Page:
The rufous treepie (Dendrocitta vagabunda) is a treepie belongs to crow famil Corvidae, native to the Indian Subcontinent and adjoining parts of Southeast Asia. Rufous Treepie has long tailed, with loud musical calls making it very conspicuous. The size of Rufous treepie is between somewhere 45 to 55 cm including the tail. The Weight of adult bird is between 80 g. to 140 g. The bird normally found in open scrub, agricultural areas, forests as well as urban gardens. However, it is very adaptable, omnivorous and opportunistic in feeding. Male and female are very similar but only main color of the body is cinnamon with a black head and the long graduated tail is bluish grey and is tipped in black with the wing has a white patch. The only confusable species is the grey treepie which though lacks the bright rufous mantle. The bill is stout with a hooked tip, and underparts and lower back are a warm tawny-brown to orange-brown in color with white wing coverts and black primaries.
Moreover, the bill legs and feet are black. This is very noisy bird with great agility can be seen in urban parks and large gardens. This species is visible mainly in lowlands, and usually below 1000 metres, but according to the range, it can be found up to 2100 metres of elevation. A local name for this bird kotri is derived from the typical call while other names include Handi Chancha and taka chor "coin thief". This species has a wide repertoire of calls, but a bob-o-link or ko-tree call is most common. Alike to Eurasian magpie in the United Kingdom, it appears that being highly intelligent and an opportunistic feeder has been a recipe for success in the treepie’s ability to live alongside humans. The Rufous Treepie has distinctive dipping flight during which each dip ends in upwards jerk. The flight is undulating a swift noisy flapping, followed by a short glide on outspread wings and tail.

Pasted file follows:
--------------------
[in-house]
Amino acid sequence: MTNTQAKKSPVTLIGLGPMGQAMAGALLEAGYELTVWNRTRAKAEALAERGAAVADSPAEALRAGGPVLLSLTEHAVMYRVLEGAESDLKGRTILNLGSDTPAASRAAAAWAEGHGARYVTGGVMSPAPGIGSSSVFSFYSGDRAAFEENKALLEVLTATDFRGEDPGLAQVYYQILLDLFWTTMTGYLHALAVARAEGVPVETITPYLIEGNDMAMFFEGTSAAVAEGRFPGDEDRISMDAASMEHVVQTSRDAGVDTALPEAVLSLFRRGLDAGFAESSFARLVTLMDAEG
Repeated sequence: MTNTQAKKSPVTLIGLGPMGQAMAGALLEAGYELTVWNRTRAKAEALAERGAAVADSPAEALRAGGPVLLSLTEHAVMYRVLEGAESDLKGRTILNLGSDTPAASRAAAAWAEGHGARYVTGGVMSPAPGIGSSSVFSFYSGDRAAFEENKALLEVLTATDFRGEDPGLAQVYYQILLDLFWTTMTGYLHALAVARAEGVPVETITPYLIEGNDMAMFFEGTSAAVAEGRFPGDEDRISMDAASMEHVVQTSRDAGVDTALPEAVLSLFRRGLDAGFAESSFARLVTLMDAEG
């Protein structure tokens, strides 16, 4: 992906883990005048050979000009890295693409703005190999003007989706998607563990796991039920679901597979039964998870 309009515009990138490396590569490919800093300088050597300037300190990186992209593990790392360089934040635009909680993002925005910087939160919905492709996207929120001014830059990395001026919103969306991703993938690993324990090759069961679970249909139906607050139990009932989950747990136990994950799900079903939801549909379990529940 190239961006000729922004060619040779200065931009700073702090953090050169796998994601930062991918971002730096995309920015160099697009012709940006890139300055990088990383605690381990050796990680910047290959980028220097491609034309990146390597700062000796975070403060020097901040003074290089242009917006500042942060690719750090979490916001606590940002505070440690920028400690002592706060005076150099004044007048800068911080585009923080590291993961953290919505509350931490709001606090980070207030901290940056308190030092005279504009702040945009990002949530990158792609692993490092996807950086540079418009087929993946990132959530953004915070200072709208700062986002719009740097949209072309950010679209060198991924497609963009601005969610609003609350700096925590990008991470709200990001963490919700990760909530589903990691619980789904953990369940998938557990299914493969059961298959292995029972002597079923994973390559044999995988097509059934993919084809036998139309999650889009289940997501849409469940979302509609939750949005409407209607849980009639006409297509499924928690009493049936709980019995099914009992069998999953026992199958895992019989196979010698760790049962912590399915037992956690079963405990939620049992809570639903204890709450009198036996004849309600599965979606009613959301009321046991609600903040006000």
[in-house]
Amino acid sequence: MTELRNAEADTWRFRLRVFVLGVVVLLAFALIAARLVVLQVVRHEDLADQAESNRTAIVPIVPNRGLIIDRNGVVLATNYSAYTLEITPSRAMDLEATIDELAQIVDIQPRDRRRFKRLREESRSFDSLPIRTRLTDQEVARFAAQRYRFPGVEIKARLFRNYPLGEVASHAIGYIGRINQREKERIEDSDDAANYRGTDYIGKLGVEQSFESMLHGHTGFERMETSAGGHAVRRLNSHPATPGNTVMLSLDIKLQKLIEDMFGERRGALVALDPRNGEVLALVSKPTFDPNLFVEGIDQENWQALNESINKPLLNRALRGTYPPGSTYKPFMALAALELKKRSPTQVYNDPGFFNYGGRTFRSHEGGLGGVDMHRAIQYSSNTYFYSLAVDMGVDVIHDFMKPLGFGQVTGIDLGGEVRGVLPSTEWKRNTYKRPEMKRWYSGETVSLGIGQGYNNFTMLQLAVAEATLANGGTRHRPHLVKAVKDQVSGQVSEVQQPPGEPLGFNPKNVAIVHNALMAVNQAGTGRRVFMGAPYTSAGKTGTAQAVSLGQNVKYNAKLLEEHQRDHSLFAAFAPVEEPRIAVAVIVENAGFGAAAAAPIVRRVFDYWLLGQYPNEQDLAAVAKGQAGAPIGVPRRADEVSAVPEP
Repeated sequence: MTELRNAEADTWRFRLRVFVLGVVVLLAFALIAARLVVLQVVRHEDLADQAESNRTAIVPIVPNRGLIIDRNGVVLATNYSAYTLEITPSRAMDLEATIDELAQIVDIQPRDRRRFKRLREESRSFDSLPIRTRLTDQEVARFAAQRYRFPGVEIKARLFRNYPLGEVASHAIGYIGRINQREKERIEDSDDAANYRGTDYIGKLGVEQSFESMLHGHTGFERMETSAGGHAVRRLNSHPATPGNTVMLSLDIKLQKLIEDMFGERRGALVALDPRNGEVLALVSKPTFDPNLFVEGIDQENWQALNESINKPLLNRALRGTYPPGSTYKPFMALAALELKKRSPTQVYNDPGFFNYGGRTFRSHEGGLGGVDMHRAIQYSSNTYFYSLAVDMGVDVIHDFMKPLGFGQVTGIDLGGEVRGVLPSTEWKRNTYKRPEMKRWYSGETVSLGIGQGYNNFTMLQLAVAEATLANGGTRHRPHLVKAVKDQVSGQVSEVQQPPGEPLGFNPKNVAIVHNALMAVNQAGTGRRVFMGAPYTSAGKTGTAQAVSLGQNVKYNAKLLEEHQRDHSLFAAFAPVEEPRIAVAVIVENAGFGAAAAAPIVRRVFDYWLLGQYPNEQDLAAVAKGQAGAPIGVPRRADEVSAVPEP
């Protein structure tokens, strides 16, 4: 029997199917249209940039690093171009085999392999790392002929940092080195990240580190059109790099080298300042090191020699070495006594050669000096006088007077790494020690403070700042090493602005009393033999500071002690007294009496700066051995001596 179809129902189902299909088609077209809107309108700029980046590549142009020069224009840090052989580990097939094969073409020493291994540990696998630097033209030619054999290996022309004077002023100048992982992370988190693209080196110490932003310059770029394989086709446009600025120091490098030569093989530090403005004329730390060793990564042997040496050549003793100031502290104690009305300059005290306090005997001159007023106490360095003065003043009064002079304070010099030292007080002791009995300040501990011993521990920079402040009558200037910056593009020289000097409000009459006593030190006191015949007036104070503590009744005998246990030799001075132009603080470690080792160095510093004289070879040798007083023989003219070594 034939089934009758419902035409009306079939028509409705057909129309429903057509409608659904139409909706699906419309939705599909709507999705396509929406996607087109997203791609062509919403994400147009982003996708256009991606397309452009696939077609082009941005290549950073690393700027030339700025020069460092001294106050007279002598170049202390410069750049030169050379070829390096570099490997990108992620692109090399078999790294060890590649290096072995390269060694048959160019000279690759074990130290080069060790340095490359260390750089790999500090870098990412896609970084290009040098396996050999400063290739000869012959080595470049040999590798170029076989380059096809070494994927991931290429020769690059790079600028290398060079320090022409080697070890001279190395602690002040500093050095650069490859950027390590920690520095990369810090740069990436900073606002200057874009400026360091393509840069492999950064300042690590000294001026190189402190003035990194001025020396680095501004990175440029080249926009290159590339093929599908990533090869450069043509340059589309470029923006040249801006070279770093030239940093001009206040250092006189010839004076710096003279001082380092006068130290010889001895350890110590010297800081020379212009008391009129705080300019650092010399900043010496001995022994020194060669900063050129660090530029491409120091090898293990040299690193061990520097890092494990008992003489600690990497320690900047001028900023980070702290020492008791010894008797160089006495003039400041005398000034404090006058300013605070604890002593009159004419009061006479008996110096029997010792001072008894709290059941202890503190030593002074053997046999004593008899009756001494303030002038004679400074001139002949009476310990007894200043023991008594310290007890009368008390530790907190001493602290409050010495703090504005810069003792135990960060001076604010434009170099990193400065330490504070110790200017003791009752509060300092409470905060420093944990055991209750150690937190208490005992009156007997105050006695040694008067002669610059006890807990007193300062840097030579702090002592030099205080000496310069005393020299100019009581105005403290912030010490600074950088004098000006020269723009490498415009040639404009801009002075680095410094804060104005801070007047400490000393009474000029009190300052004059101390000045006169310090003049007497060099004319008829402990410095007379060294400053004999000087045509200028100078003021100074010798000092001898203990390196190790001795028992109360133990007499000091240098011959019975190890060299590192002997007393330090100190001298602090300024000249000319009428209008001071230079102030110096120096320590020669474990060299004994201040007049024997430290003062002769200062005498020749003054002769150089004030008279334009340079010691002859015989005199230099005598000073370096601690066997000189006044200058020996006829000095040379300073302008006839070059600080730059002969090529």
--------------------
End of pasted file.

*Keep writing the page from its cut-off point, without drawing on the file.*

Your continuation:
The Tree-Pies are arboreal omnivorous, and they feed on Insects, caterpillars, lizards, frogs, centipedes, young birds, small birds, rodents, bats, snakes, frogs, lizards, Fruits both wild and cultivated are eaten. Moreover, they are notorious to feed on the fruits of Trichosanthes tricuspidata which are toxic to mammals. They also hunt systematically for birds’ nests and are highly destructive to the eggs and young of the smaller species. The bird has also been known to take flesh from recently killed carcasses. Normally the breeding season starts in March till June. The nest is built in trees and bushes and is habitually a shallow platform. The nest consist usually 3 to 5 eggs laid. The inner cup is lined with rootlets and small twigs. It is placed at about 5 to 8 meters above the ground in isolated or prominent tree or in bush. Both sexes share in building, incubation and care of the young.The range of this bird is quite large, covering all of mainland India up to the Himalayas, Pakistan and southeasterly in a broad band into Bangladesh, Burma Laos, and Thailand in open forest consisting of scrub, plantations and gardens.
The bird is widespread populations show variations and numerous subspecies are recognized. The nominate subspecies is found in the northeastern part of peninsular India south to Hyderabad. The desert form is paler and called pallida, vernayi of the Eastern Ghats is brighter while parvula of the Western Ghats is smaller in size. The form in Pakistan and Afghanistan is bristoli while the form in southern Thailand is saturatior. E C Stuart Baker describes sclateri from the upper Chindwin to the Chin Hills and kinneari from souther Myanmar and northwest Thailand. The bird is an agile forager, clinging and clambering through the branches and sometimes joining mixed hunting parties along with species such as drongos and babblers.
The Rufous Treepie has been observed feeding on ecto-parasites of wild deer. Like many other corvids they are recognized to cache food. They have been considered to be helpful to palm cultivation in southern India due to their foraging on the grubs of the destructive weevil Rhynchophorus ferrugineus. The Rufous treepie is not the most remarkable, the grandest or the most ornate. But it is a lovely and confident little bird. The Rufous Treepie is usually common and widespread in its range except in Vietnam where it is more local and uncommon. So many thanks to the large quantity of insects that it consumes, hence it is not considered a pest in spite of some damage caused to orchards and cereal crops. The species is not at present threatened.